August 2010
Volume 10, Issue 7
Free
Vision Sciences Society Annual Meeting Abstract  |   August 2010
The role of Weibull image statistics in rapid object detection in natural scenes
Author Affiliations
  • Iris Groen
    Cognitive Neuroscience Group, Department of Psychology, University of Amsterdam
  • Sennay Ghebreab
    Intelligent Systems Lab, Informatics Institute, University of Amsterdam
  • Victor Lamme
    Cognitive Neuroscience Group, Department of Psychology, University of Amsterdam
  • Steven Scholte
    Cognitive Neuroscience Group, Department of Psychology, University of Amsterdam
Journal of Vision August 2010, Vol.10, 992. doi:10.1167/10.7.992
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      Iris Groen, Sennay Ghebreab, Victor Lamme, Steven Scholte; The role of Weibull image statistics in rapid object detection in natural scenes. Journal of Vision 2010;10(7):992. doi: 10.1167/10.7.992.

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      © ARVO (1962-2015); The Authors (2016-present)

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Abstract

The ability of the human brain to extract meaningful information from complex natural scenes in less amount of time than from simple, artificial stimuli is one of the great mysteries of vision. One prominent example of this ability is that natural scenes containing animals lead to a frontal ERP difference compared to scenes without animals as soon as 150 ms after stimulus-onset (Thorpe et al., 1996). Whereas these findings make clear that the brain is able to very rapidly distinguish these types of images, it is unclear on the basis of what information this distinction is made - in other words, whether early differences in the ERP between natural stimuli are related to low-level or high-level information in natural images. We have shown previously that the early animal vs. non-animal difference is driven by low-level image statistics of local contrast correlations, as captured by two parameters (beta and gamma) of the Weibull fit to the edge histogram of natural images (Scholte et al., 2009). These parameters can be estimated in a physiologically plausible way and explain 85% of the variance in the early ERP. We are currently expanding on this work by investigating to what extent low-level image statistics, as measured by beta and gamma, are involved in determining the latencies of target vs. non-target ERP differences in those cases where other types of stimuli than animals (vehicles) are used and where the specific task the subject is performing is varied (from simple detection to subordinate categorization). Early results confirm our previous findings and expand them to other types of stimuli and tasks.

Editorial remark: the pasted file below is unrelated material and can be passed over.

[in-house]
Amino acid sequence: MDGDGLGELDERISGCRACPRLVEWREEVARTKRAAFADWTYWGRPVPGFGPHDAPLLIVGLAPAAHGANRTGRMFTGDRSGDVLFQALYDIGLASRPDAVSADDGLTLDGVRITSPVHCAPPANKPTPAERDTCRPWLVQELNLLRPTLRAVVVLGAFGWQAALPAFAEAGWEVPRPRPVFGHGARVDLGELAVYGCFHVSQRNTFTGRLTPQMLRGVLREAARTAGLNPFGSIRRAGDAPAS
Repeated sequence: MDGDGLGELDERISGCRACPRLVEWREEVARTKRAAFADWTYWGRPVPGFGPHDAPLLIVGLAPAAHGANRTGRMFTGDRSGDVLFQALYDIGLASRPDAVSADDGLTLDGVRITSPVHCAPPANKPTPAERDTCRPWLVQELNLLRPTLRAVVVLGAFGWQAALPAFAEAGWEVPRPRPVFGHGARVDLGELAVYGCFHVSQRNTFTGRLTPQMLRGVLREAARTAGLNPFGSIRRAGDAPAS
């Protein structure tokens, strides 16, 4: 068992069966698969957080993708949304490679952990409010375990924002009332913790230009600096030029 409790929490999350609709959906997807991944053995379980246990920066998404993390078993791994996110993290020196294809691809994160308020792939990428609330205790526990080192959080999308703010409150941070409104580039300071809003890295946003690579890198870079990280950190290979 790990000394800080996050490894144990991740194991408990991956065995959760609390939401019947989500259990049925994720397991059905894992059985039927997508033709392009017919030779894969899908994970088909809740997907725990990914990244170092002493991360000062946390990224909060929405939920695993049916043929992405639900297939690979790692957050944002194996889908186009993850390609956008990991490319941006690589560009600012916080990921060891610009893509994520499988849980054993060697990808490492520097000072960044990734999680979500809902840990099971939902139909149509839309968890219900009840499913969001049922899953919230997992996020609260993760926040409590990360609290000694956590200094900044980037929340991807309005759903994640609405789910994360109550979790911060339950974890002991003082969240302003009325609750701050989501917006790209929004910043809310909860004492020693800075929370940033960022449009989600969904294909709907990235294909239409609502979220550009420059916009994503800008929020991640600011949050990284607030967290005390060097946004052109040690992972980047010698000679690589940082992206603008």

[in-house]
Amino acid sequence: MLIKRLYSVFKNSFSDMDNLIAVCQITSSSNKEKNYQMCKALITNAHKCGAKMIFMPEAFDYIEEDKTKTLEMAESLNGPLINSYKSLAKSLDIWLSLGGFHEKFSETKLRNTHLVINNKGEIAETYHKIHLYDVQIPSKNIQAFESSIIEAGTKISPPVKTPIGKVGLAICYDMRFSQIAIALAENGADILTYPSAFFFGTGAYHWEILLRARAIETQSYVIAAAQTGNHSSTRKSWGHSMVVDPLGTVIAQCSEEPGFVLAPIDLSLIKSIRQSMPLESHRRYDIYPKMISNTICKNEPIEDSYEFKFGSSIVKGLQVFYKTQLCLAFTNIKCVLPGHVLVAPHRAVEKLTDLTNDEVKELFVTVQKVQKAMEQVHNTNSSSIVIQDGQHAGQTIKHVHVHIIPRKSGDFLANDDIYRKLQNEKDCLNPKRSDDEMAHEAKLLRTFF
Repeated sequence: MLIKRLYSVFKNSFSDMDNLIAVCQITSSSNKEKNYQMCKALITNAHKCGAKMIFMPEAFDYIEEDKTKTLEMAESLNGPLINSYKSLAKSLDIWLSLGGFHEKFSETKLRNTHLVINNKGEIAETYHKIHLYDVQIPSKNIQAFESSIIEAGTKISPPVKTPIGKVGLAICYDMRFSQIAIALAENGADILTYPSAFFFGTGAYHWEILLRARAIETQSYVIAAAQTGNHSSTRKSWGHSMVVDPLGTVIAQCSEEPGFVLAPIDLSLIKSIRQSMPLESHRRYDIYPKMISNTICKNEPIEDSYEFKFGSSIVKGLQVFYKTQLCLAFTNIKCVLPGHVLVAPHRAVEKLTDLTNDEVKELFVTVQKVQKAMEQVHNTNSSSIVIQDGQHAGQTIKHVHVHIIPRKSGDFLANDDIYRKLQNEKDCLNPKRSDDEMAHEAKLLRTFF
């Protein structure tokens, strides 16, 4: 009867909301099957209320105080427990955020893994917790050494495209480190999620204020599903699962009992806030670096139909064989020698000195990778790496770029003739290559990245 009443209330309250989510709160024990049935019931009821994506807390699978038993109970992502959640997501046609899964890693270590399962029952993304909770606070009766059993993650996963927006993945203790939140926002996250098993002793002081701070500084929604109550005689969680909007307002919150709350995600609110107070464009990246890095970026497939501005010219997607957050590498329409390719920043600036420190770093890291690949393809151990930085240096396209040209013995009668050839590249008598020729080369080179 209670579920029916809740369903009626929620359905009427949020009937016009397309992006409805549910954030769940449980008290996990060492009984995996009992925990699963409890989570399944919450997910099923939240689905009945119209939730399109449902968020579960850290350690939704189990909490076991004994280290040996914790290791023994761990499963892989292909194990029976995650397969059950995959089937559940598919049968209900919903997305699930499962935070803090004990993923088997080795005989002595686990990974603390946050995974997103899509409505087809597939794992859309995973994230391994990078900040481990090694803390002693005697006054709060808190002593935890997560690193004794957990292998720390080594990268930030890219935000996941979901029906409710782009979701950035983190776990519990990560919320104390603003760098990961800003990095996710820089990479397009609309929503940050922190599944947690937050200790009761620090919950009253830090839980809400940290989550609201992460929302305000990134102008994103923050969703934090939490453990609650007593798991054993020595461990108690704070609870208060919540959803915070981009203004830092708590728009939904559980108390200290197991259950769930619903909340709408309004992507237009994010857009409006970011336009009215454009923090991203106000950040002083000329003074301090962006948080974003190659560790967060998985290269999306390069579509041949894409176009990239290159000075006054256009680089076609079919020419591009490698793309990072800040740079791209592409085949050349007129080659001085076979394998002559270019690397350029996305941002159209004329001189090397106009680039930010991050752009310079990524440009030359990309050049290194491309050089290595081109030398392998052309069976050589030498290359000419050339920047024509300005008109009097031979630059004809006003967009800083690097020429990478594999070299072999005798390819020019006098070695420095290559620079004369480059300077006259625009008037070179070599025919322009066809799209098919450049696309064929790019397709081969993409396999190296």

Thorpe et al., (1996). Speed of processing in the human visual system. Nature, 381(6582):520-2.

Scholte et al., (2009). Visual gist of natural scenes derived from image statistics parameters [Abstract]. Journal of Vision, 9(8):1039, 1039a.

Groen, I. Ghebreab, S. Lamme, V. Scholte, S. (2010). The role of Weibull image statistics in rapid object detection in natural scenes [Abstract]. Journal of Vision, 10(7):992, 992a, http://www.journalofvision.org/content/10/7/992, doi:10.1167/10.7.992. [CrossRef]
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